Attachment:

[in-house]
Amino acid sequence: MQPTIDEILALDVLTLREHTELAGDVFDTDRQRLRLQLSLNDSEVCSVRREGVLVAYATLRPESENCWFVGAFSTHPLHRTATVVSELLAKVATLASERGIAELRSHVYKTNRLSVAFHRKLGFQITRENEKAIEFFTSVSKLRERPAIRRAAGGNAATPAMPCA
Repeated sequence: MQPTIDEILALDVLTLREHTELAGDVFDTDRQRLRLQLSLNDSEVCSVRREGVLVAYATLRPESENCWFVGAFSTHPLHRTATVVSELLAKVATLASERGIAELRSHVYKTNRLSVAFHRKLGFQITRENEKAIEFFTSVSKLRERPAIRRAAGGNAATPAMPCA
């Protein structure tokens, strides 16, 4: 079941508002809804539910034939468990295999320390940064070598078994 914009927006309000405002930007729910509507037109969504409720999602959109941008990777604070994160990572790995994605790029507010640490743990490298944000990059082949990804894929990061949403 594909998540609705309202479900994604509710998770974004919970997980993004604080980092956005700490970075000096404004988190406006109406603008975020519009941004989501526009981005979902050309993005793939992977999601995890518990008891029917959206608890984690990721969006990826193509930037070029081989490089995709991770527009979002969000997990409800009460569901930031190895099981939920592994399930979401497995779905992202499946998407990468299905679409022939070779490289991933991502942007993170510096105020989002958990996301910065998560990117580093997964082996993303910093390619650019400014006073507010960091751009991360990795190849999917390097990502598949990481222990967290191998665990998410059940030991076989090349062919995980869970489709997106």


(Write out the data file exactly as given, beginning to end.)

[in-house]
Amino acid sequence: MQPTIDEILALDVLTLREHTELAGDVFDTDRQRLRLQLSLNDSEVCSVRREGVLVAYATLRPESENCWFVGAFSTHPLHRTATVVSELLAKVATLASERGIAELRSHVYKTNRLSVAFHRKLGFQITRENEKAIEFFTSVSKLRERPAIRRAAGGNAATPAMPCA
Repeated sequence: MQPTIDEILALDVLTLREHTELAGDVFDTDRQRLRLQLSLNDSEVCSVRREGVLVAYATLRPESENCWFVGAFSTHPLHRTATVVSELLAKVATLASERGIAELRSHVYKTNRLSVAFHRKLGFQITRENEKAIEFFTSVSKLRERPAIRRAAGGNAATPAMPCA
């Protein structure tokens, strides 16, 4: 079941508002809804539910034939468990295999320390940064070598078994 914009927006309000405002930007729910509507037109969504409720999602959109941008990777604070994160990572790995994605790029507010640490743990490298944000990059082949990804894929990061949403 594909998540609705309202479900994604509710998770974004919970997980993004604080980092956005700490970075000096404004988190406006109406603008975020519009941004989501526009981005979902050309993005793939992977999601995890518990008891029917959206608890984690990721969006990826193509930037070029081989490089995709991770527009979002969000997990409800009460569901930031190895099981939920592994399930979401497995779905992202499946998407990468299905679409022939070779490289991933991502942007993170510096105020989002958990996301910065998560990117580093997964082996993303910093390619650019400014006073507010960091751009991360990795190849999917390097990502598949990481222990967290191998665990998410059940030991076989090349062919995980869970489709997106």